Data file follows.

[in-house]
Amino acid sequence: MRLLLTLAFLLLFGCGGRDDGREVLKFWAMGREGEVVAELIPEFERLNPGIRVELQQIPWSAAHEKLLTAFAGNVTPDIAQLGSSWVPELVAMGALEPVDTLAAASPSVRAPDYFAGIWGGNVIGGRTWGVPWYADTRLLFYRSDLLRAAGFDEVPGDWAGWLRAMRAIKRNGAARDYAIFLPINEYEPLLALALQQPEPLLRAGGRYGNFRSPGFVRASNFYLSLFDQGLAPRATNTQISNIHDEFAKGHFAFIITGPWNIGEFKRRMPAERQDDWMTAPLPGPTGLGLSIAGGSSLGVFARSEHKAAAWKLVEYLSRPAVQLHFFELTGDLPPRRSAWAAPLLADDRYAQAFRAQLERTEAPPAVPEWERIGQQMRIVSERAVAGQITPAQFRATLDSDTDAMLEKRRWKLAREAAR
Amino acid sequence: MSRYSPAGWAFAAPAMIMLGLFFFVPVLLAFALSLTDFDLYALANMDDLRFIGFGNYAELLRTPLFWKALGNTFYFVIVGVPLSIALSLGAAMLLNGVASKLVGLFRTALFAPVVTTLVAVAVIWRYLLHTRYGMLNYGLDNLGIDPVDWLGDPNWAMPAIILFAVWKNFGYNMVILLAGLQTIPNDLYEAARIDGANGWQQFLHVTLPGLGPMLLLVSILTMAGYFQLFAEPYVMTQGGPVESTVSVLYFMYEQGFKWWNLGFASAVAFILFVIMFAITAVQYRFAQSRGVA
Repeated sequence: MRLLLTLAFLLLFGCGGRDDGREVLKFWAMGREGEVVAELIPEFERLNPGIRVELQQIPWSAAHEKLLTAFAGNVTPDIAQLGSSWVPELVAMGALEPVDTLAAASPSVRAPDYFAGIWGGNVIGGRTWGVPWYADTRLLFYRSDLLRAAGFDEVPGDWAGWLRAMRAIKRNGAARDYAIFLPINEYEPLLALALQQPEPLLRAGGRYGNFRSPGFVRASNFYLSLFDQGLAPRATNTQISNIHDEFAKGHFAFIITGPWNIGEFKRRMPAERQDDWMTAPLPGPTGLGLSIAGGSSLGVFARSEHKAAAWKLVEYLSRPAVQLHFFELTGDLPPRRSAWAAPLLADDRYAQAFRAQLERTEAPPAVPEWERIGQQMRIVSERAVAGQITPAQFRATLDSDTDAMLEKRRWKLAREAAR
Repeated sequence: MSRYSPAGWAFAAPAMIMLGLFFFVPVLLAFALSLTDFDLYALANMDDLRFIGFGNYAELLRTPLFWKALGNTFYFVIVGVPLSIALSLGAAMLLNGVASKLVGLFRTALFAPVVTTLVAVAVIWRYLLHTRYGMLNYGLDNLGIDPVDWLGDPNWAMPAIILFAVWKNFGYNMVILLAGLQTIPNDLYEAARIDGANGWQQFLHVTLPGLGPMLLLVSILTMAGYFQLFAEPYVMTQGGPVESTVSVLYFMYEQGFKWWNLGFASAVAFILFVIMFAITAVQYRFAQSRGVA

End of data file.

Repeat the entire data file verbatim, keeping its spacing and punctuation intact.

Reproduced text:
[in-house]
Amino acid sequence: MRLLLTLAFLLLFGCGGRDDGREVLKFWAMGREGEVVAELIPEFERLNPGIRVELQQIPWSAAHEKLLTAFAGNVTPDIAQLGSSWVPELVAMGALEPVDTLAAASPSVRAPDYFAGIWGGNVIGGRTWGVPWYADTRLLFYRSDLLRAAGFDEVPGDWAGWLRAMRAIKRNGAARDYAIFLPINEYEPLLALALQQPEPLLRAGGRYGNFRSPGFVRASNFYLSLFDQGLAPRATNTQISNIHDEFAKGHFAFIITGPWNIGEFKRRMPAERQDDWMTAPLPGPTGLGLSIAGGSSLGVFARSEHKAAAWKLVEYLSRPAVQLHFFELTGDLPPRRSAWAAPLLADDRYAQAFRAQLERTEAPPAVPEWERIGQQMRIVSERAVAGQITPAQFRATLDSDTDAMLEKRRWKLAREAAR
Amino acid sequence: MSRYSPAGWAFAAPAMIMLGLFFFVPVLLAFALSLTDFDLYALANMDDLRFIGFGNYAELLRTPLFWKALGNTFYFVIVGVPLSIALSLGAAMLLNGVASKLVGLFRTALFAPVVTTLVAVAVIWRYLLHTRYGMLNYGLDNLGIDPVDWLGDPNWAMPAIILFAVWKNFGYNMVILLAGLQTIPNDLYEAARIDGANGWQQFLHVTLPGLGPMLLLVSILTMAGYFQLFAEPYVMTQGGPVESTVSVLYFMYEQGFKWWNLGFASAVAFILFVIMFAITAVQYRFAQSRGVA
Repeated sequence: MRLLLTLAFLLLFGCGGRDDGREVLKFWAMGREGEVVAELIPEFERLNPGIRVELQQIPWSAAHEKLLTAFAGNVTPDIAQLGSSWVPELVAMGALEPVDTLAAASPSVRAPDYFAGIWGGNVIGGRTWGVPWYADTRLLFYRSDLLRAAGFDEVPGDWAGWLRAMRAIKRNGAARDYAIFLPINEYEPLLALALQQPEPLLRAGGRYGNFRSPGFVRASNFYLSLFDQGLAPRATNTQISNIHDEFAKGHFAFIITGPWNIGEFKRRMPAERQDDWMTAPLPGPTGLGLSIAGGSSLGVFARSEHKAAAWKLVEYLSRPAVQLHFFELTGDLPPRRSAWAAPLLADDRYAQAFRAQLERTEAPPAVPEWERIGQQMRIVSERAVAGQITPAQFRATLDSDTDAMLEKRRWKLAREAAR
Repeated sequence: MSRYSPAGWAFAAPAMIMLGLFFFVPVLLAFALSLTDFDLYALANMDDLRFIGFGNYAELLRTPLFWKALGNTFYFVIVGVPLSIALSLGAAMLLNGVASKLVGLFRTALFAPVVTTLVAVAVIWRYLLHTRYGMLNYGLDNLGIDPVDWLGDPNWAMPAIILFAVWKNFGYNMVILLAGLQTIPNDLYEAARIDGANGWQQFLHVTLPGLGPMLLLVSILTMAGYFQLFAEPYVMTQGGPVESTVSVLYFMYEQGFKWWNLGFASAVAFILFVIMFAITAVQYRFAQSRGVA